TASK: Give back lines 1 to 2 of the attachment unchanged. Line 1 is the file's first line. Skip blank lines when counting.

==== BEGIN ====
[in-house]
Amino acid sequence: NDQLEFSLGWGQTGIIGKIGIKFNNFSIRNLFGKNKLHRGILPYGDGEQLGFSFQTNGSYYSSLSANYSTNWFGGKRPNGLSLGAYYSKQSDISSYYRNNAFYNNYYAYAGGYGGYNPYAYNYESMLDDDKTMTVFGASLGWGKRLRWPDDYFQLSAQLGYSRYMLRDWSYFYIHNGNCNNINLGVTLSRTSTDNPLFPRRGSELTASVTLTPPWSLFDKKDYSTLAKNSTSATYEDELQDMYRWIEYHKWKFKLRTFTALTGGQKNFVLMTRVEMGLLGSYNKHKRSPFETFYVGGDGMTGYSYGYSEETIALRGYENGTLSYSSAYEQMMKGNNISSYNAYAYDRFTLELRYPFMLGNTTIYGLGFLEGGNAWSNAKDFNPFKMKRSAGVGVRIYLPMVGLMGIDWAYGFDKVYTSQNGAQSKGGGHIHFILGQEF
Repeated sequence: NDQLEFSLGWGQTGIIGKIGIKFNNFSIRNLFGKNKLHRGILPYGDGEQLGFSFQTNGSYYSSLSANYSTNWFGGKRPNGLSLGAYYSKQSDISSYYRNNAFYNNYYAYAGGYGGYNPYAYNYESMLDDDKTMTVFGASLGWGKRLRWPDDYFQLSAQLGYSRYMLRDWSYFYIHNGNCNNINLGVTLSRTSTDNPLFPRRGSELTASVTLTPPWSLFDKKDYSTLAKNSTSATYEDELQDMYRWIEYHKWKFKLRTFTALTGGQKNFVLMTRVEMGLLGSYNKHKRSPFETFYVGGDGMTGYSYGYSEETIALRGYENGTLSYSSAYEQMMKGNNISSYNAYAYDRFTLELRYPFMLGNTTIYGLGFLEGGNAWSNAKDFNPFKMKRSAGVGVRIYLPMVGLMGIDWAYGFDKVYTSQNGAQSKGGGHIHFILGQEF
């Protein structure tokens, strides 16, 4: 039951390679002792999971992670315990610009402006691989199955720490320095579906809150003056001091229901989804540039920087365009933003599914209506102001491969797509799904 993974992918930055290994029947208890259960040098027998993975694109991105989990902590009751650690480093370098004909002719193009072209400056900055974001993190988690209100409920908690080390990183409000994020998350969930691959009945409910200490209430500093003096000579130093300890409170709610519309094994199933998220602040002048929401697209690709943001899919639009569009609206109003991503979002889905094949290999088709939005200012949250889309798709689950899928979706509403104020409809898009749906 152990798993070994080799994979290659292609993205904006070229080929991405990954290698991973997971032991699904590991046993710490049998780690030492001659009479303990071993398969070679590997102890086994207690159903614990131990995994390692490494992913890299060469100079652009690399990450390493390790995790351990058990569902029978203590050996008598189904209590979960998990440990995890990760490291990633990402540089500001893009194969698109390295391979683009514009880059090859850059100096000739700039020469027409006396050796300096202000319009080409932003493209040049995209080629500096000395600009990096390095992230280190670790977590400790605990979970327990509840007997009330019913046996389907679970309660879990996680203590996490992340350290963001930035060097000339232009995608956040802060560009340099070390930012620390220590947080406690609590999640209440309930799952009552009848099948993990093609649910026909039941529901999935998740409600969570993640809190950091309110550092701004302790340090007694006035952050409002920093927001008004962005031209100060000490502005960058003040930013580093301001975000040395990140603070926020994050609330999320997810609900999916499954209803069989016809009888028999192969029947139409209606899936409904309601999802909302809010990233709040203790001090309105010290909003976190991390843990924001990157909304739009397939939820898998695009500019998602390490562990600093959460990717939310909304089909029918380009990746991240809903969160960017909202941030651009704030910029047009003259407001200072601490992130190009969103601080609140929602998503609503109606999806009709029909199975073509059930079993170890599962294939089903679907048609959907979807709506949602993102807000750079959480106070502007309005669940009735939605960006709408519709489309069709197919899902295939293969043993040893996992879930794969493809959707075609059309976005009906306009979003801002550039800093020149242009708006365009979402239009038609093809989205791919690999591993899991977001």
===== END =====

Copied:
[in-house]
Amino acid sequence: NDQLEFSLGWGQTGIIGKIGIKFNNFSIRNLFGKNKLHRGILPYGDGEQLGFSFQTNGSYYSSLSANYSTNWFGGKRPNGLSLGAYYSKQSDISSYYRNNAFYNNYYAYAGGYGGYNPYAYNYESMLDDDKTMTVFGASLGWGKRLRWPDDYFQLSAQLGYSRYMLRDWSYFYIHNGNCNNINLGVTLSRTSTDNPLFPRRGSELTASVTLTPPWSLFDKKDYSTLAKNSTSATYEDELQDMYRWIEYHKWKFKLRTFTALTGGQKNFVLMTRVEMGLLGSYNKHKRSPFETFYVGGDGMTGYSYGYSEETIALRGYENGTLSYSSAYEQMMKGNNISSYNAYAYDRFTLELRYPFMLGNTTIYGLGFLEGGNAWSNAKDFNPFKMKRSAGVGVRIYLPMVGLMGIDWAYGFDKVYTSQNGAQSKGGGHIHFILGQEF